Competitiveness. It's the buzzword of the year, the reason the dollar has plunged, the aim of dozens of trade bills in Congress. But what does American business think it needs to become more competitive? Monitor economics correspondent Ron Scherer asked five key corporate leaders - in industries ranging from steel and textiles to finance and agriculture - to look at the issue. Here's what they think.

Walter F. Williams Chairman and chief executive officer of Bethlehem Steel THE trade deficit contributes to the nation's indebtedness, drains capital from our country, and ships millions of desirable jobs overseas. In short, it undermines America's entire manufacturing sector. I would welcome a trade bill that addresses the issue of competitiveness and legislates steps to reduce thetrade deficit.

In looking at competitiveness, two areas are crucial:

Unfair trade: The world is awash in goods of all sorts - agricultural commodities, basic raw materials, metals, autos, semiconductors. As a result, historical patterns of international trade have changed significantly - and permanently - in the 1980s. Unfortunately, our trade laws and their enforcement provisions have not been modified to reflect this. Producers from other countries can penetrate our markets without being penalized until they have been found guilty after a prolonged legal proceeding. Even then, there is no penalty for past damage, only potential penalties for prospective actions. Our laws should be changed to permit quick, corrective response to violations. We must make violators of fair trade think twice before they ignore the rules of participating in the US markets.

Open markets: The US has to be more forceful in requiring major trading partners to open their markets to our goods and services. For years, the US government has wrung its hands while our trade deficit with Japan has escalated. Yet the Heritage Foundation reports that US companies have not been awarded a major Japanese construction project since 1965. Something is very wrong here! We must take decisive steps to restore more-balanced trade with our major trading partners.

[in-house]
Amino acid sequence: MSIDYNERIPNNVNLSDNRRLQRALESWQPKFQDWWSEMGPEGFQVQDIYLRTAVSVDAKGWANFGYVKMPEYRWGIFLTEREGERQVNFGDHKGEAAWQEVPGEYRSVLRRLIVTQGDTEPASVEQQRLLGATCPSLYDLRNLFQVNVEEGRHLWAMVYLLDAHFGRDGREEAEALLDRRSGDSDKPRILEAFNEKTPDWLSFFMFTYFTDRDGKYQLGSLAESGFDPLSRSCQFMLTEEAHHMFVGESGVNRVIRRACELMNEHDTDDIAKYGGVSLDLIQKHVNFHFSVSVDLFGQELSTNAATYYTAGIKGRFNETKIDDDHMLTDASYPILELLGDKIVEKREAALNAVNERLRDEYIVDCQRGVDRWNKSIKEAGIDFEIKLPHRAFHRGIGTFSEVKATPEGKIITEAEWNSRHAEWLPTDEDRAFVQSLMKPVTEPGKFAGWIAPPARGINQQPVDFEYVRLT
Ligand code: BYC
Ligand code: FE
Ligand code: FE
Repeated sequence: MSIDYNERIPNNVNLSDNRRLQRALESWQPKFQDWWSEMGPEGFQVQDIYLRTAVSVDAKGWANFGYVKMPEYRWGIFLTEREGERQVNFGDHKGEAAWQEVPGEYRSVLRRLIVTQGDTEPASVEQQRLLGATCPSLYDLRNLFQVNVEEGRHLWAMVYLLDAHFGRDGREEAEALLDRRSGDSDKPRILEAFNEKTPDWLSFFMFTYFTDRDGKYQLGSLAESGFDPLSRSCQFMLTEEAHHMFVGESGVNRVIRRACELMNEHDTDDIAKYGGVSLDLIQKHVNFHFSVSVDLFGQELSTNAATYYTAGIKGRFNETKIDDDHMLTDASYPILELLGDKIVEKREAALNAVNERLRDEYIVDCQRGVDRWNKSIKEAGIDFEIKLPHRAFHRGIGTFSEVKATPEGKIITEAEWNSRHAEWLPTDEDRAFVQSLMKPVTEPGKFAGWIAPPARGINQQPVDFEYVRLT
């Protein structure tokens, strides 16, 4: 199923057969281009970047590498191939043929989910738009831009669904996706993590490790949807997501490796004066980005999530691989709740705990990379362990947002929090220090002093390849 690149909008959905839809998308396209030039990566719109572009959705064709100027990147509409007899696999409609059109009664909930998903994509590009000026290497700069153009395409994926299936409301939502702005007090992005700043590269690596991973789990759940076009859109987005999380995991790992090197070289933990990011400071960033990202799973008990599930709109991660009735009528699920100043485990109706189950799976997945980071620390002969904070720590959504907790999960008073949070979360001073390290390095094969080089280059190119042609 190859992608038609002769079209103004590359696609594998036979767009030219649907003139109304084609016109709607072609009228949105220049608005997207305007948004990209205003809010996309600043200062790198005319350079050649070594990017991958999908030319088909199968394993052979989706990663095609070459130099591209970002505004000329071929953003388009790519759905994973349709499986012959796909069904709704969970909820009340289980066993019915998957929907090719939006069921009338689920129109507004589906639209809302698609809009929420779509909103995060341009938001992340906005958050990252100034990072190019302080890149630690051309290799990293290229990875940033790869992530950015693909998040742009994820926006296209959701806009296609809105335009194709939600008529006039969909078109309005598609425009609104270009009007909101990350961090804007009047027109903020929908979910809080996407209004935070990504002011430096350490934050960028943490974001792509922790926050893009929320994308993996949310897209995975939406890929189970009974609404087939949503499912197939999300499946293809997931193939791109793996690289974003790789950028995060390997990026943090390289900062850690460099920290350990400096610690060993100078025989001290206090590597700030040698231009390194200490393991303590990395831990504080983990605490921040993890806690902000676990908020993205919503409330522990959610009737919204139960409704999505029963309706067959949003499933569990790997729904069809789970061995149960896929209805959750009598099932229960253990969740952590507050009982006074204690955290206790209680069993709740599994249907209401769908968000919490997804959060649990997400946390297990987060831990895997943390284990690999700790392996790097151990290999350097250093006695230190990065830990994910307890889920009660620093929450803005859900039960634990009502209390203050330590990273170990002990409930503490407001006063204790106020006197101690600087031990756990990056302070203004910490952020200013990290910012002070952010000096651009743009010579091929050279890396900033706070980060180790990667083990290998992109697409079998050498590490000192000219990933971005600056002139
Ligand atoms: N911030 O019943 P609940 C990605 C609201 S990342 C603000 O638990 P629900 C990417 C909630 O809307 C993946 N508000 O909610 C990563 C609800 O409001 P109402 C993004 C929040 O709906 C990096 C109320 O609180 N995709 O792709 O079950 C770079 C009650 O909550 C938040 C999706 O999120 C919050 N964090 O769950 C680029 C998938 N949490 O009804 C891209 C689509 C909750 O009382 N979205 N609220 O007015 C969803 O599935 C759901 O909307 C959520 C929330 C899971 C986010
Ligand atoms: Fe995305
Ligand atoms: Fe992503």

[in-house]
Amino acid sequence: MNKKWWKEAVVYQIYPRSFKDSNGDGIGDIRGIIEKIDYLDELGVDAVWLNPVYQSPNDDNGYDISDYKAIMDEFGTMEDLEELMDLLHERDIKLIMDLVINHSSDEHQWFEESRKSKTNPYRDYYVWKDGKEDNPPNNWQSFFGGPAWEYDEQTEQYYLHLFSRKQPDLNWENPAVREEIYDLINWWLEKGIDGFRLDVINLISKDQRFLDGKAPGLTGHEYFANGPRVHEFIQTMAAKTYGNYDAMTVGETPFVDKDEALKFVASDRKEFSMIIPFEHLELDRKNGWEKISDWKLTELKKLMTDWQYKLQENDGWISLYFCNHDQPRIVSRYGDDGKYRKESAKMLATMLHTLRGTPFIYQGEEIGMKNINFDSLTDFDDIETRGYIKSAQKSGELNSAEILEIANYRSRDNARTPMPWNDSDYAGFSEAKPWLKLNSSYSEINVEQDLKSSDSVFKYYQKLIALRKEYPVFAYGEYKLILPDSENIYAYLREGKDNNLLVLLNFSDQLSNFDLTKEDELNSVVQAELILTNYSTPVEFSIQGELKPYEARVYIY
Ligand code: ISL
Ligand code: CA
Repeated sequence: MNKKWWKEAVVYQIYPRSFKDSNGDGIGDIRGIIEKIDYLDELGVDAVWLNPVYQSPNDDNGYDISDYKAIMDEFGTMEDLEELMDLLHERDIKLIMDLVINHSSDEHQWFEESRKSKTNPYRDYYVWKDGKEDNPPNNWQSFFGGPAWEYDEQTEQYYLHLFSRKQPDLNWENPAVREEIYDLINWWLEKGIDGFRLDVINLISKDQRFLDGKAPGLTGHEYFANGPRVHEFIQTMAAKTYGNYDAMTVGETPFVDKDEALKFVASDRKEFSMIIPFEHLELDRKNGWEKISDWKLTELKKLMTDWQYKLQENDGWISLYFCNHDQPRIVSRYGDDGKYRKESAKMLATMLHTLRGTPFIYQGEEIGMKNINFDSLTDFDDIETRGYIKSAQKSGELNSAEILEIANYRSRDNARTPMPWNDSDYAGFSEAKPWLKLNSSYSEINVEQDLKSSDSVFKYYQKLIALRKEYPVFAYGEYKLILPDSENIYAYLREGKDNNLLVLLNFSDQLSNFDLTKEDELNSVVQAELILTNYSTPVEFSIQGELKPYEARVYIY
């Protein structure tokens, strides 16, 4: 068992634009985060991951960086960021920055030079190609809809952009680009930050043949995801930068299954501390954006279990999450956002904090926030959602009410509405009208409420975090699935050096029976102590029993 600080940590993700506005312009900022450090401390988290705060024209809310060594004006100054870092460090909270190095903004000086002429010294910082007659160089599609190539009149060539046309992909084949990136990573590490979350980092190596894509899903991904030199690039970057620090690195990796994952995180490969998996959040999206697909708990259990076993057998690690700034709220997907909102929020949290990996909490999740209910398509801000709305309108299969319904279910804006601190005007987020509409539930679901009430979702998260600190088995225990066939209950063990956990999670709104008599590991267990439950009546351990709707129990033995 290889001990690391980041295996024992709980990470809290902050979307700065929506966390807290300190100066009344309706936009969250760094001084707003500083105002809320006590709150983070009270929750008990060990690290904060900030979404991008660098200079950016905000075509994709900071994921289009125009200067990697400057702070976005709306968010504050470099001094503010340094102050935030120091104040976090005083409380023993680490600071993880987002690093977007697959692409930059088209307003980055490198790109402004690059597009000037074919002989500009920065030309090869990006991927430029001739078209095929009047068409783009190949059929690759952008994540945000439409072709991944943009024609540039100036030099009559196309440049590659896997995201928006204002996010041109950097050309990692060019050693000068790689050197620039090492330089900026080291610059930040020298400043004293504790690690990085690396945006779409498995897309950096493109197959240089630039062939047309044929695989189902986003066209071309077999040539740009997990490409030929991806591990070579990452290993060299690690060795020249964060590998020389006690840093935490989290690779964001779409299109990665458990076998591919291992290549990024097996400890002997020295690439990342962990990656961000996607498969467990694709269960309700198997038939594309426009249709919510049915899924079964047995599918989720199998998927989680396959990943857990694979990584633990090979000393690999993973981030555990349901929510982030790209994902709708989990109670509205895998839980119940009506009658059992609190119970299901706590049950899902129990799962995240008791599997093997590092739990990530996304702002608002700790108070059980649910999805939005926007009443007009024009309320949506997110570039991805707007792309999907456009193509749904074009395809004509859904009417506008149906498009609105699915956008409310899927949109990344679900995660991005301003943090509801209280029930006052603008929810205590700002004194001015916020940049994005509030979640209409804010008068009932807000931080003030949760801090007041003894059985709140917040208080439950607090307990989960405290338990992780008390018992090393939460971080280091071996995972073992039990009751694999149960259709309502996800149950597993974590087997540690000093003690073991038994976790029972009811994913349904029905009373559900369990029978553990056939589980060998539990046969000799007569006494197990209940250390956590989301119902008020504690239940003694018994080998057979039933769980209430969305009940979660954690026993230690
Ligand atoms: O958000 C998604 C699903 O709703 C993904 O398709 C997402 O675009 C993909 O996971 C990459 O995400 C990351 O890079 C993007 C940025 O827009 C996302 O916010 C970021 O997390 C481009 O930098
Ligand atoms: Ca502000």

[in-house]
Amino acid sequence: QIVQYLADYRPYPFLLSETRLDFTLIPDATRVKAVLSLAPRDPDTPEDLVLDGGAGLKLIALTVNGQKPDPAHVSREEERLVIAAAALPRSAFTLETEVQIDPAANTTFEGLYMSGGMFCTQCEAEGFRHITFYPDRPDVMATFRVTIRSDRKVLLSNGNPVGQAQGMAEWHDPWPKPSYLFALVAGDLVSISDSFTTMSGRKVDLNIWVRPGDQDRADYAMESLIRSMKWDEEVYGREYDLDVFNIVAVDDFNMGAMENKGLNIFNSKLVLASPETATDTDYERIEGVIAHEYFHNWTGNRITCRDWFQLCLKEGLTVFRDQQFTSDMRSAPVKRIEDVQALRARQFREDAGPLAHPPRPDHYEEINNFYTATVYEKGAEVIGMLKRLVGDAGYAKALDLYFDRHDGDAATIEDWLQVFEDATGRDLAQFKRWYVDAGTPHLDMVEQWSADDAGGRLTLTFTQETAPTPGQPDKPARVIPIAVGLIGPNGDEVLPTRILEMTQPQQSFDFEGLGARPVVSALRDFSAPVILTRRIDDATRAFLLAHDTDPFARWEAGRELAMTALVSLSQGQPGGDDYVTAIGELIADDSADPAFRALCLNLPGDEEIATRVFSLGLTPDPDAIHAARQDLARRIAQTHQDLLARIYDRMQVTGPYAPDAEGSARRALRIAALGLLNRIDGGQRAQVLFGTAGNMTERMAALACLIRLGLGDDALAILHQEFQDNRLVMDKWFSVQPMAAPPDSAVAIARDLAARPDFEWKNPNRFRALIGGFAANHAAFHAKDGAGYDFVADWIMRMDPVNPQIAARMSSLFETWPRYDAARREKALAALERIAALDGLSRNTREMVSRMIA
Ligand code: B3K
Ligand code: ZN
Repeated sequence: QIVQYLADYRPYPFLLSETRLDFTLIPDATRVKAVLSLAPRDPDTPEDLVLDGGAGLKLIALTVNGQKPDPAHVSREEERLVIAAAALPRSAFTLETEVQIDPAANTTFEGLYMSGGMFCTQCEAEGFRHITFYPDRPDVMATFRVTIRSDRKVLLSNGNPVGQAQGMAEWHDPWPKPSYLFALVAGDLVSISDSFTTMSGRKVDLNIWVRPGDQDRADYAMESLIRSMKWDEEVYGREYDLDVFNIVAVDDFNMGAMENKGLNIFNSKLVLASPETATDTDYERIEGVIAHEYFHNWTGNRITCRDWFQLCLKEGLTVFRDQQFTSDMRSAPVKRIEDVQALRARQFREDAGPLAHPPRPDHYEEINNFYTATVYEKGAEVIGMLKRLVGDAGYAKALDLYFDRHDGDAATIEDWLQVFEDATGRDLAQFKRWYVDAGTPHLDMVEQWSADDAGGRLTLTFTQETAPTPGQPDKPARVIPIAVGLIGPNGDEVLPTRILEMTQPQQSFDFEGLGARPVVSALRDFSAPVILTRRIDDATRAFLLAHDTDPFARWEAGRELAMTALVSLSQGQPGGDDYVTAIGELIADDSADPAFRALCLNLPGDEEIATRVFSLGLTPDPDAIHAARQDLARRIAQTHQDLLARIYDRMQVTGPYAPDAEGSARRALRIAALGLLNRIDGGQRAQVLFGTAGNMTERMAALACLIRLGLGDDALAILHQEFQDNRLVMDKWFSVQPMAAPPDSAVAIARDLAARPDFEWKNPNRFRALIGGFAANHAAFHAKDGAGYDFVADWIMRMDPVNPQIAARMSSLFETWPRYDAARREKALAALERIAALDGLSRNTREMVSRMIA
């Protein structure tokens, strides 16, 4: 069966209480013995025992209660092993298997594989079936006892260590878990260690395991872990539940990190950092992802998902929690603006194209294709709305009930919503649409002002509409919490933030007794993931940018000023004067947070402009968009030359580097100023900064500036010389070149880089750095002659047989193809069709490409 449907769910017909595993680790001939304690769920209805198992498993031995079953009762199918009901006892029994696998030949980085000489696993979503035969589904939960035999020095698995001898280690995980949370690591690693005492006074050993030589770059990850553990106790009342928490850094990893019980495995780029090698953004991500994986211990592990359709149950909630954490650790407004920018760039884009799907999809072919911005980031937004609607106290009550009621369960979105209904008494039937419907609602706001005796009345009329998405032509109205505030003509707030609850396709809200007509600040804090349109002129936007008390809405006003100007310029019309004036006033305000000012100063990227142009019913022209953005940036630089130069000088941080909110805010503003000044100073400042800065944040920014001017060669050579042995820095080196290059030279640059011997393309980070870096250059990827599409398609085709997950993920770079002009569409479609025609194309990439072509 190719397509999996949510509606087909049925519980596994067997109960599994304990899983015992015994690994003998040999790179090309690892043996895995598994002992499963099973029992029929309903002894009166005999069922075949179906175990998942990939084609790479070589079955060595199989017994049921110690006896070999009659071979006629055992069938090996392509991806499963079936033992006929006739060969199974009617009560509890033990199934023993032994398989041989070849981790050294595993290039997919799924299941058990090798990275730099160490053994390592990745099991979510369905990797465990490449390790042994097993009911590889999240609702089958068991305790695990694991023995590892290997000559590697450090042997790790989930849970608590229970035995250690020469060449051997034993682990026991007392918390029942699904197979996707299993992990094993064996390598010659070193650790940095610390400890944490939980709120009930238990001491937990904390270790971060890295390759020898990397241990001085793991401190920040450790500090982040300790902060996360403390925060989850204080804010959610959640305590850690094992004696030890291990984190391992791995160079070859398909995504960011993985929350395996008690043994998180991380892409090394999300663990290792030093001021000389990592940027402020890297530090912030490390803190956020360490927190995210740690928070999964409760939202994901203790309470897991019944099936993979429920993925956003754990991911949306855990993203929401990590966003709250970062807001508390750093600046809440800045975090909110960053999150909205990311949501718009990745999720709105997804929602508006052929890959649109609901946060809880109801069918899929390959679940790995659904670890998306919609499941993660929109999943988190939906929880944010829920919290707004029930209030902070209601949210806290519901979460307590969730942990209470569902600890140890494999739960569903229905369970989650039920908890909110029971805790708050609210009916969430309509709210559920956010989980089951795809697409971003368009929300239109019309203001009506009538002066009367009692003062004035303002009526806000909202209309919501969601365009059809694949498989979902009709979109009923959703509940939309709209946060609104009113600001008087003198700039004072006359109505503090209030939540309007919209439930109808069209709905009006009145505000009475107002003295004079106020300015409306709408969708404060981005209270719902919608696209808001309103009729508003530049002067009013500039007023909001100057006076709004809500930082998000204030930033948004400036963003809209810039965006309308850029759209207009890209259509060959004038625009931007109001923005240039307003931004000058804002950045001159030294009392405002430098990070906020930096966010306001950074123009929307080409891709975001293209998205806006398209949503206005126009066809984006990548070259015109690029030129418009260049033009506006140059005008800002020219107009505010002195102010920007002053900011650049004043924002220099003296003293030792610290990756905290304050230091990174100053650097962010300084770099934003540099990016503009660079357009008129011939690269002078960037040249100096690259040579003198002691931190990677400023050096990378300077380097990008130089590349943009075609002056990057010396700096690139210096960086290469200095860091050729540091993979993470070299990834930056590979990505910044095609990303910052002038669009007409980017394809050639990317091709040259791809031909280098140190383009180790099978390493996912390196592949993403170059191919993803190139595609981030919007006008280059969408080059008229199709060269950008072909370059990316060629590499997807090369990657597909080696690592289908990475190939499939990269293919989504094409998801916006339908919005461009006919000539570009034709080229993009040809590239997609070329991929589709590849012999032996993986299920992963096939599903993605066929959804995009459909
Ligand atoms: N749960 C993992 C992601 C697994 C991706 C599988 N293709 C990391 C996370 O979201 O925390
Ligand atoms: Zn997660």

Three other areas could enhance competitiveness:

First, tax policy. American business is at a competitive disadvantage because the United States relies on income taxes, which fall mostly on domestic producers, while our trading partners use indirect taxes, which fall on the goods being consumed, no matter what the country of origin. A tax system more in line with those of our principal trading partners should be considered.

Second, exchange rates. Many countries, especially Canada, South Korea, and Taiwan, have aligned their currencies with the US dollar in a way that favors their trade with us. This issue, too, needs prompt action.

Finally, the nation must face up to the necessity of supporting the restructuring of many of our basic industries without forcing them to resort to bankruptcy. This must be done in a way that allows the remaining facilities to be internationally competitive.

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